Effect of contemporary forest harvesting practices on headwater stream temperatures: Initial response of the Hinkle Creek catchment, Pacific Northwest
Kibler Kelly M., Skaugset, Arne, Ganio, Lisa M., Huso, Manuela M.

We investigated the effect of contemporary forest harvesting practices on warm-season thermal regimes of headwater streams using a Before-After-Control-Intervention (BACI) design within a nested, paired watershed study. We applied harvesting treatments to four headwater tributaries of Hinkle Creek, designed in accordance with the Oregon Forest Practices Act. Therefore, fixed-width buffer strips containing overstory merchantable trees were not left adjacent to the four non-fish-bearing streams. The summer following harvesting, we observed a variable temperature response across the four harvested streams. Mean maximum daily stream temperatures ranged from 1.5 C cooler to 1.0 C warmer relative to pre-harvest years. We also observed significantly lower minimum and mean daily stream temperatures, and recorded particularly low temperatures in treatment streams on days that minimum stream temperatures in reference streams were high. At the watershed scale, we did not observe cumulative stream temperature effects related to harvesting 14% of the watershed area in multiple, spatially-distributed harvest units across four headwater catchments. At the watershed outlet, we observed no change to maximum, mean, or minimum daily stream temperatures. We attribute the lack of consistent temperature increases in headwater streams to shading provided by a layer of logging slash that deposited over the streams during harvesting, and to increased summer baseflows.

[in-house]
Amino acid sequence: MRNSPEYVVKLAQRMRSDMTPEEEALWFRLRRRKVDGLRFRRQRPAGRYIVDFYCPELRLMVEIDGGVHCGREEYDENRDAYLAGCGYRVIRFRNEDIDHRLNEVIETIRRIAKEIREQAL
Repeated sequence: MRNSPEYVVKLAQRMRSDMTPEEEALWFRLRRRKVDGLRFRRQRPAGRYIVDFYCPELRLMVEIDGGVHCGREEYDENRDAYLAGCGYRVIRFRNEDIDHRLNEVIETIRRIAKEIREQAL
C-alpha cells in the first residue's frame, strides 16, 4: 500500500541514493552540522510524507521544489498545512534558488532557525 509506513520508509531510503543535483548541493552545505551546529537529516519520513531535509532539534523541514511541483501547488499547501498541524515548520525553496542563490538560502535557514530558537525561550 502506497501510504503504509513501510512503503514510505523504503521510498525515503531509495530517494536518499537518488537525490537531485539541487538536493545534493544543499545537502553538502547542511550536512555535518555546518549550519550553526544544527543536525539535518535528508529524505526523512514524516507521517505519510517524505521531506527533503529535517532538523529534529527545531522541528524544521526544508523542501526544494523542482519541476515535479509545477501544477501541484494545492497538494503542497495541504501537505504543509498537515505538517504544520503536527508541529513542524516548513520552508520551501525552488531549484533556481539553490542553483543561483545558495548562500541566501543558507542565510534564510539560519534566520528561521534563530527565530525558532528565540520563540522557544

DISCIPLINE: Hydrology & Water Quality    STUDY: Hinkle Creek    TYPE: Journal Articles    TAGS: Stream temperature, Forest management, Canopy closure, Impact assessment, Headwater streams, Cumulative effects, Hinkle, Oregon, Paired Watershed, Forest Hydrology
Subscribe to Hinkle